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Bishops, Apostles, and Martyrs (Trollope's Liturgy of St James, p. 130). The “brother of the Lord” has become the 'Adel pódeos, “the brother of the very God.” (Ibid. p. 25.)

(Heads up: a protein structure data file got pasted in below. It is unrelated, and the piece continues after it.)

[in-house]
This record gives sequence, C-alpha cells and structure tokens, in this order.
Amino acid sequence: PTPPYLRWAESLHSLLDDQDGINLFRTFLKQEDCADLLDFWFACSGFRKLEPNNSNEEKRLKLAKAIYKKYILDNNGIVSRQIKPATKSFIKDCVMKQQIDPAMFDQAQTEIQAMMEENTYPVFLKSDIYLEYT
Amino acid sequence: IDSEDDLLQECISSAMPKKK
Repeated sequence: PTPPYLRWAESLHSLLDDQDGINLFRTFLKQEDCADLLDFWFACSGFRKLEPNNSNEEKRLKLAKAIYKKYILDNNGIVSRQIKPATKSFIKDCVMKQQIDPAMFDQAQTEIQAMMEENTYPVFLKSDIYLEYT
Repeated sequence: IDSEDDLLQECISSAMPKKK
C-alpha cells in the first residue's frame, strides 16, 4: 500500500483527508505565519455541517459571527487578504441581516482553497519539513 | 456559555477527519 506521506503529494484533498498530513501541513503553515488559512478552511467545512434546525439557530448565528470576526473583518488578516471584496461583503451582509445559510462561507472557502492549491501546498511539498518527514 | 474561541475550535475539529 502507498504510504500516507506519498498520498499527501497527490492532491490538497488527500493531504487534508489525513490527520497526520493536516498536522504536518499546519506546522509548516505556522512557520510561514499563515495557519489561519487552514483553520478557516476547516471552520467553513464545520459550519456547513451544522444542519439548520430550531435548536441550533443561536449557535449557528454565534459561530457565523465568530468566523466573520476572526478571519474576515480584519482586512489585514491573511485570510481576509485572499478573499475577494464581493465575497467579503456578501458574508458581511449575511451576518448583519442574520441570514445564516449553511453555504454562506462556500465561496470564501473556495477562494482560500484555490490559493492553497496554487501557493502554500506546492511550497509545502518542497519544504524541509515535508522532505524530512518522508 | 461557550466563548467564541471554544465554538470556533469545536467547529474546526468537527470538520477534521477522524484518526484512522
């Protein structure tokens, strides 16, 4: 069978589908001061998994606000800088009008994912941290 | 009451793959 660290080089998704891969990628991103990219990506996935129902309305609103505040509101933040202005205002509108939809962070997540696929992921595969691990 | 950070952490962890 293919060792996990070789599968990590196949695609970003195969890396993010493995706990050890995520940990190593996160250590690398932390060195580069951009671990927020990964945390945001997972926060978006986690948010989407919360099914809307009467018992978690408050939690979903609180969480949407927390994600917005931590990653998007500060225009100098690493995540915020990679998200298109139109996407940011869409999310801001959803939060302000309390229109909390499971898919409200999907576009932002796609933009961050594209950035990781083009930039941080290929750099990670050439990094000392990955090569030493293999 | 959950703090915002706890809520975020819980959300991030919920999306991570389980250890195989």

Wild and fantastic as are these imaginings, they are yet not without interest as shewing how powerfully the personality of James had impressed itself on the minds of his contemporaries and followers. Legends gather round the memory of a gre man, not of a small one. And the character which is visible through all of them is that of one who continued all his life a Hebrew of the Hebrews, zealous for the Law, and devout in its observance, winning by his personal holiness the admiration and reverence of all who knew him. It is refreshing, however, to pass from the region of fables, and to tread on the safer ground-safer, though here, too, we need the caution which should attend all exercise of the historical imagination-of the inferences that may legitimately be drawn from what the New Testament writers tell us of the man, from what he tells us of himself. We have, then, present before us one whose personal work is limited to Jerusalem, who undertakes no far-distant journeys. Such a life tends naturally to the devout, contemplative, ascetic pattern of religion. It keeps itself “unspotted from the world.” Its practical activity is limited to “visiting the fatherless and widows in their affliction.” The days pass by in a calm unbroken order, and the outer stirrings of the world scarcely ruffle it. And the life was spent in great part, at least, in company with the two Apostles, St Peter and St John. We can think of James as delighting in their converse, interchanging thoughts with them, learning from them, and in his turn teaching them, so that, as we have seen (p. 9), his words and phrases are often theirs, and theirs are his. And there also, for part of the time, must have been the Publican-Apostle, writing his Gospel for the Hebrews, yet writing it, there seems reason to believe, in Greek as well as Hebrew, for the twelve tribes that were scattered abroad, to whom St James addressed his Epistle. May we not think of the two as communing together as the work went on; the brother of the Lord imparting to the Evangelist the genealogy of the house of David, which was treasured among the records of his lineage, and the events, as he remembered or had heard them, of the Birth and Infancy of the Christ, and reading the Sermon on the Mount, in which he found the “royal law, the perfect law of freedom;" and of which accordingly we find so many echoes in the Epistle (p. 8)? From time to time there appears in Jerusalem one of wider thoughts and wider work, whom many of the Church at Jerusalem hated and suspected. James does not hate or suspect, and holds out the right hand of fellowship, but he feels that he has a vocation and ministry of his own, and his form of life and type of thought remain as they were, but little influenced by the teaching of the Apostle of the Gentiles. And Luke comes with St Paul, and the wide culture and sympathies of the beloved physician enable him to understand, better than others, the character of the Bishop of Jerusalem, outwardly so different from, essentially so in harmony with, the character of his friend, and he resolves that, as far as in him lies, the false rumours of an antagonism between them which had gone abroad and gained acceptance, shall be shewn to be not facts, but the reverse of facts, engendered by the father of lies. And the life thus calm and tranquil is naturally given to study as well as prayer and good works. The Holy Scriptures are naturally the chief object of those studies, but his early knowledge as a Galilæan, and his frequent intercourse with the Hellenistic pilgrims of the Dispersion, who came up to keep their Pentecost or other feasts at Jerusalem, made him familiar with the Greek version of those Scriptures, and so with the books which the Alexandrian Jews had added to the Hebrew volume. His Epistle shews how much he valued the practical teaching of one of those books, how he found in the Son of Sirach one who, like himself, had sought for wisdom and had not sought in vain. The parallelisms with that book are, as the following table will shew, nearly as numerous as those with the Sermon on the Mount.